Jim Porter: May police search cellphone for info?
The U.S. Supreme Court recently issued an Opinion with far-ranging implications addressing whether the police may search the information on a recent arrestee’s cellphone.
Riley (as he was called in the Opinion) was stopped for a traffic violation. Little did he know that he’d later be convicted on weapons charges and that the case of Riley v. California would become key legal precedent.
An officer searching Riley during his arrest seized a cellphone from his pants pocket. Based upon information found on his phone’s digital contents, Riley was charged for a previous shooting with gang membership enhancements.
Riley moved to exclude the evidence obtained from the cellphone. Motion denied, Riley convicted. His case made it to the U.S. Supreme Court.
SEARCH AND SEIZURE
This case is all about how long-standing search and seizure law will be applied to the tech world, specifically cellphones.
The Fourth Amendment protects against unreasonable searches and seizures, requiring search warrants for most searches.
One exception allows a warrantless search conducted as part of a lawful arrest. However, a search incident to an arrest is limited to the area within the arrestee’s immediate control where it’s necessary to prevent evidence destruction or protect the officer’s safety.
A pat-down search or search under the car seat for a weapon would be an example. Search of an arrestee’s vehicle looking for evidence of the crime is also allowed without a search warrant.
SEARCH OF CELLPHONE DATA
The Court was grappling with how search of a cellphone differs from searching the pockets of an arrestee.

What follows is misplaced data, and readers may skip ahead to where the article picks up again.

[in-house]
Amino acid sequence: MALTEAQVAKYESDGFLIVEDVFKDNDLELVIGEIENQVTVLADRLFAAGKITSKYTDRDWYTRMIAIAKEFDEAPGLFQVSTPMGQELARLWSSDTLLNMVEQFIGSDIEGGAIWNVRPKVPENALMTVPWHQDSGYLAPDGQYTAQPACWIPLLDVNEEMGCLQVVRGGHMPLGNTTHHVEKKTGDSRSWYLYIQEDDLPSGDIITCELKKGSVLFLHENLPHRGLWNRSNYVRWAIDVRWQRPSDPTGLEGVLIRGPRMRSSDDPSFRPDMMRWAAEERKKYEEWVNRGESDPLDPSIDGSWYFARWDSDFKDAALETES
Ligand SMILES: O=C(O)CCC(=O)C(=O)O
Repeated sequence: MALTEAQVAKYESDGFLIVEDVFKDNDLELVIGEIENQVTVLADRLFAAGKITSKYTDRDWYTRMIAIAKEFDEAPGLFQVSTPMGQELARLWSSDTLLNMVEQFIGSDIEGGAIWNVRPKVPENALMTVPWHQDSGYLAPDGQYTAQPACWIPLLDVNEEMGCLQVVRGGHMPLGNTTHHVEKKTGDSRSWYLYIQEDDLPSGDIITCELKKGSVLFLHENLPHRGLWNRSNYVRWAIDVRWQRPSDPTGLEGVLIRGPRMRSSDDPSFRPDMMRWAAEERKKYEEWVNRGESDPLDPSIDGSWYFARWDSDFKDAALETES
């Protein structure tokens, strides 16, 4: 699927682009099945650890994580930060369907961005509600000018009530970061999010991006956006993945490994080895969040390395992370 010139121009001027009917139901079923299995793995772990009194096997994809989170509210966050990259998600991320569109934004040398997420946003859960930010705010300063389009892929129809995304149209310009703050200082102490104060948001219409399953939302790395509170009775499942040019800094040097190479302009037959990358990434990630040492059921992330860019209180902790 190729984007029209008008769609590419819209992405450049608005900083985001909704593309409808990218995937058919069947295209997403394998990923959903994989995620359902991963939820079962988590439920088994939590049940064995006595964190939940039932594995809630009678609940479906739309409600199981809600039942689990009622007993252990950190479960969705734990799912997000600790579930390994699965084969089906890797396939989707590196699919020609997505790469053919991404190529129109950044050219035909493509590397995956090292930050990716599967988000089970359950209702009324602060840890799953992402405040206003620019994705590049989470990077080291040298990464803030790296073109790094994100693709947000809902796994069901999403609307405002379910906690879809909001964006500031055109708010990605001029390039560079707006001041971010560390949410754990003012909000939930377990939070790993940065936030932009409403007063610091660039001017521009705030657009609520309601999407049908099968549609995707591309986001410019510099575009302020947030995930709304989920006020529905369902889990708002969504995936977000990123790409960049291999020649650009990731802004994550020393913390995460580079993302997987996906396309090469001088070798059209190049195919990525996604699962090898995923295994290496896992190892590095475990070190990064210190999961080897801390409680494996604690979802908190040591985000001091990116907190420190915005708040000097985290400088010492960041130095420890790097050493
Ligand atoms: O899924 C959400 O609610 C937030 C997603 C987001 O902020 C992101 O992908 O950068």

“Before cellphones, a search of a person was limited by physical realities and generally constituted only a narrow intrusion on privacy. But cellphones can store millions of pages of text, thousands of pictures, or hundreds of videos. This has several interrelated privacy consequences.”
The State of California asked the Court to allow a partial review of cellphone data limited to information relevant to the crime, but the Court declined to enter that “difficult line-drawing expedition to determine which digital files are comparable to physical records.”
GET A WARRANT
The Supreme Court (eight justices) ultimately wrote: “It is true that this decision will have some impact on the ability of law enforcement to combat crime. But the Court’s holding is not that the information on a cellphone is immune from search; it is that a warrant is generally required before a search.”
In this significant ruling, the Court wrote “the search incident to arrest exception does not apply to cellphones.” A warrant is needed. The Court left open the door to warrantless searches under “exigent circumstances.”
That we’ll leave for a follow up column if you can stay awake.
Jim Porter is an attorney with Porter Simon licensed in California and Nevada, with offices in Truckee, Tahoe City and Reno. Jim’s practice areas include: real estate, development, construction, business, HOAs, contracts, personal injury, mediation and other transactional matters. He may be reached at firstname.lastname@example.org or http://www.portersimon.com.